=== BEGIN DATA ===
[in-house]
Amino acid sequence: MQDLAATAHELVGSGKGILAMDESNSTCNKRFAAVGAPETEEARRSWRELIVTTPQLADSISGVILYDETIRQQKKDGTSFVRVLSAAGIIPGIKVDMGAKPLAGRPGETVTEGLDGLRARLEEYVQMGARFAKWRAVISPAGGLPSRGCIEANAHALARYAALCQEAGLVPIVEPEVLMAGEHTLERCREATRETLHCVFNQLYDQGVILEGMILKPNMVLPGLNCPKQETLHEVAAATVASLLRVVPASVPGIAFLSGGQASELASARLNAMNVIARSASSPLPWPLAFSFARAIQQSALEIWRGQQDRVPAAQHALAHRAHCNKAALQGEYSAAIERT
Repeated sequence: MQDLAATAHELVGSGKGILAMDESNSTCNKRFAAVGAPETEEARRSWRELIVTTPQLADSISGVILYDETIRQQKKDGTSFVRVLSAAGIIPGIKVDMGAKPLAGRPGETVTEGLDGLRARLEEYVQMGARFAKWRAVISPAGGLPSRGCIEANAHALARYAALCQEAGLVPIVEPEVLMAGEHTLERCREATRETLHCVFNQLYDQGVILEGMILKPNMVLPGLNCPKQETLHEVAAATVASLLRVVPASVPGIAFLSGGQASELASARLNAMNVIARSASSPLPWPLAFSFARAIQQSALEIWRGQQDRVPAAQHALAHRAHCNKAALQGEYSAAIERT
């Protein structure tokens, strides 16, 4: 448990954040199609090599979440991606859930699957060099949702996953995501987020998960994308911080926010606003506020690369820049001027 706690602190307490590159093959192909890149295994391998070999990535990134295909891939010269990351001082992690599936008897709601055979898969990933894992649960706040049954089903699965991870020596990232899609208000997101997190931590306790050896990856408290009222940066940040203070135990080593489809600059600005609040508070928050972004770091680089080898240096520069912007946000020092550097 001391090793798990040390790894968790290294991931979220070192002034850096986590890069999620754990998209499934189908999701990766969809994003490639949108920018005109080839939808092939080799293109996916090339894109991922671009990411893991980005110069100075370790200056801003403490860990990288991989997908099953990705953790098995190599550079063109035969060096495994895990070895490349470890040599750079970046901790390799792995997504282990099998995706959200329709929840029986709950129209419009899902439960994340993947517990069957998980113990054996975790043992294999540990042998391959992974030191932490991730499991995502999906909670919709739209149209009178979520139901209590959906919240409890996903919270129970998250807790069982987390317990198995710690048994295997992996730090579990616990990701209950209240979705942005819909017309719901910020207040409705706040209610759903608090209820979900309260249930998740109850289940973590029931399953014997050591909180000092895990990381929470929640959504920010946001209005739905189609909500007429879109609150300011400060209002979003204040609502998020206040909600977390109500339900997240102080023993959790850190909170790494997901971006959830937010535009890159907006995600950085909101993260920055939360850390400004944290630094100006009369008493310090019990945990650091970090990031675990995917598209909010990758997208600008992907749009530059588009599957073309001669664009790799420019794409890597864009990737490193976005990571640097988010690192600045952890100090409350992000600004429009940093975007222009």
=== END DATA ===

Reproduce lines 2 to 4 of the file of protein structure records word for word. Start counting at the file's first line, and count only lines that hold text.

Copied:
Amino acid sequence: MQDLAATAHELVGSGKGILAMDESNSTCNKRFAAVGAPETEEARRSWRELIVTTPQLADSISGVILYDETIRQQKKDGTSFVRVLSAAGIIPGIKVDMGAKPLAGRPGETVTEGLDGLRARLEEYVQMGARFAKWRAVISPAGGLPSRGCIEANAHALARYAALCQEAGLVPIVEPEVLMAGEHTLERCREATRETLHCVFNQLYDQGVILEGMILKPNMVLPGLNCPKQETLHEVAAATVASLLRVVPASVPGIAFLSGGQASELASARLNAMNVIARSASSPLPWPLAFSFARAIQQSALEIWRGQQDRVPAAQHALAHRAHCNKAALQGEYSAAIERT
Repeated sequence: MQDLAATAHELVGSGKGILAMDESNSTCNKRFAAVGAPETEEARRSWRELIVTTPQLADSISGVILYDETIRQQKKDGTSFVRVLSAAGIIPGIKVDMGAKPLAGRPGETVTEGLDGLRARLEEYVQMGARFAKWRAVISPAGGLPSRGCIEANAHALARYAALCQEAGLVPIVEPEVLMAGEHTLERCREATRETLHCVFNQLYDQGVILEGMILKPNMVLPGLNCPKQETLHEVAAATVASLLRVVPASVPGIAFLSGGQASELASARLNAMNVIARSASSPLPWPLAFSFARAIQQSALEIWRGQQDRVPAAQHALAHRAHCNKAALQGEYSAAIERT
């Protein structure tokens, strides 16, 4: 448990954040199609090599979440991606859930699957060099949702996953995501987020998960994308911080926010606003506020690369820049001027 706690602190307490590159093959192909890149295994391998070999990535990134295909891939010269990351001082992690599936008897709601055979898969990933894992649960706040049954089903699965991870020596990232899609208000997101997190931590306790050896990856408290009222940066940040203070135990080593489809600059600005609040508070928050972004770091680089080898240096520069912007946000020092550097 001391090793798990040390790894968790290294991931979220070192002034850096986590890069999620754990998209499934189908999701990766969809994003490639949108920018005109080839939808092939080799293109996916090339894109991922671009990411893991980005110069100075370790200056801003403490860990990288991989997908099953990705953790098995190599550079063109035969060096495994895990070895490349470890040599750079970046901790390799792995997504282990099998995706959200329709929840029986709950129209419009899902439960994340993947517990069957998980113990054996975790043992294999540990042998391959992974030191932490991730499991995502999906909670919709739209149209009178979520139901209590959906919240409890996903919270129970998250807790069982987390317990198995710690048994295997992996730090579990616990990701209950209240979705942005819909017309719901910020207040409705706040209610759903608090209820979900309260249930998740109850289940973590029931399953014997050591909180000092895990990381929470929640959504920010946001209005739905189609909500007429879109609150300011400060209002979003204040609502998020206040909600977390109500339900997240102080023993959790850190909170790494997901971006959830937010535009890159907006995600950085909101993260920055939360850390400004944290630094100006009369008493310090019990945990650091970090990031675990995917598209909010990758997208600008992907749009530059588009599957073309001669664009790799420019794409890597864009990737490193976005990571640097988010690192600045952890100090409350992000600004429009940093975007222009």